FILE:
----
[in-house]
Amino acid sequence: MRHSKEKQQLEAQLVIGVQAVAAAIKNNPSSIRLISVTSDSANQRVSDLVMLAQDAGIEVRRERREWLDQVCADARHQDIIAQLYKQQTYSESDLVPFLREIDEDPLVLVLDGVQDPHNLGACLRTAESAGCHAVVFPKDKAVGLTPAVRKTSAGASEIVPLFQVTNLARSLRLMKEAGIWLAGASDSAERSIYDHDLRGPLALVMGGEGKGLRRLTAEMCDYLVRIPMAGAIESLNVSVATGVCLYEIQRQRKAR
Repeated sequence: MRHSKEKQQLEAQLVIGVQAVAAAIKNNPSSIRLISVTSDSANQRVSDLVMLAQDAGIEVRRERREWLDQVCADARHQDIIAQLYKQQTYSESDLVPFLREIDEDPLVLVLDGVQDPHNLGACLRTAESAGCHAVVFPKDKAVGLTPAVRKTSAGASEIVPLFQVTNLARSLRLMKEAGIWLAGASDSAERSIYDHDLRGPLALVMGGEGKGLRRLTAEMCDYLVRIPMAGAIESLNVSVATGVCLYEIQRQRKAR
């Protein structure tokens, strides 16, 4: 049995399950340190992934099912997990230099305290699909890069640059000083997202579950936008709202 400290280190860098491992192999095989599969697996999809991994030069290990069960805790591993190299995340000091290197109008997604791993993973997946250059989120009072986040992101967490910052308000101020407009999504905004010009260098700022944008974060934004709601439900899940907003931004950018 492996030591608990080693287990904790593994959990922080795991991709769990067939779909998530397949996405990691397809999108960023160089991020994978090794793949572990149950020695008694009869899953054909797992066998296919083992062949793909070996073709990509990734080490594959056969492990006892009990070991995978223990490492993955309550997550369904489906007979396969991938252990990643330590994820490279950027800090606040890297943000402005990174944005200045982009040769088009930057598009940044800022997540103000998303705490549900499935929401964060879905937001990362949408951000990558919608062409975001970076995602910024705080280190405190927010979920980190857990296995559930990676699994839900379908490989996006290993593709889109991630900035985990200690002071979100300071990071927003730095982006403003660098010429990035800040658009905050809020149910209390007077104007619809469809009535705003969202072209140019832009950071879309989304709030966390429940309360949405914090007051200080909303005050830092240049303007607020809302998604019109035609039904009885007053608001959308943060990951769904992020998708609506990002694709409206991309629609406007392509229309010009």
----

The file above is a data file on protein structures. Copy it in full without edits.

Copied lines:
[in-house]
Amino acid sequence: MRHSKEKQQLEAQLVIGVQAVAAAIKNNPSSIRLISVTSDSANQRVSDLVMLAQDAGIEVRRERREWLDQVCADARHQDIIAQLYKQQTYSESDLVPFLREIDEDPLVLVLDGVQDPHNLGACLRTAESAGCHAVVFPKDKAVGLTPAVRKTSAGASEIVPLFQVTNLARSLRLMKEAGIWLAGASDSAERSIYDHDLRGPLALVMGGEGKGLRRLTAEMCDYLVRIPMAGAIESLNVSVATGVCLYEIQRQRKAR
Repeated sequence: MRHSKEKQQLEAQLVIGVQAVAAAIKNNPSSIRLISVTSDSANQRVSDLVMLAQDAGIEVRRERREWLDQVCADARHQDIIAQLYKQQTYSESDLVPFLREIDEDPLVLVLDGVQDPHNLGACLRTAESAGCHAVVFPKDKAVGLTPAVRKTSAGASEIVPLFQVTNLARSLRLMKEAGIWLAGASDSAERSIYDHDLRGPLALVMGGEGKGLRRLTAEMCDYLVRIPMAGAIESLNVSVATGVCLYEIQRQRKAR
């Protein structure tokens, strides 16, 4: 049995399950340190992934099912997990230099305290699909890069640059000083997202579950936008709202 400290280190860098491992192999095989599969697996999809991994030069290990069960805790591993190299995340000091290197109008997604791993993973997946250059989120009072986040992101967490910052308000101020407009999504905004010009260098700022944008974060934004709601439900899940907003931004950018 492996030591608990080693287990904790593994959990922080795991991709769990067939779909998530397949996405990691397809999108960023160089991020994978090794793949572990149950020695008694009869899953054909797992066998296919083992062949793909070996073709990509990734080490594959056969492990006892009990070991995978223990490492993955309550997550369904489906007979396969991938252990990643330590994820490279950027800090606040890297943000402005990174944005200045982009040769088009930057598009940044800022997540103000998303705490549900499935929401964060879905937001990362949408951000990558919608062409975001970076995602910024705080280190405190927010979920980190857990296995559930990676699994839900379908490989996006290993593709889109991630900035985990200690002071979100300071990071927003730095982006403003660098010429990035800040658009905050809020149910209390007077104007619809469809009535705003969202072209140019832009950071879309989304709030966390429940309360949405914090007051200080909303005050830092240049303007607020809302998604019109035609039904009885007053608001959308943060990951769904992020998708609506990002694709409206991309629609406007392509229309010009």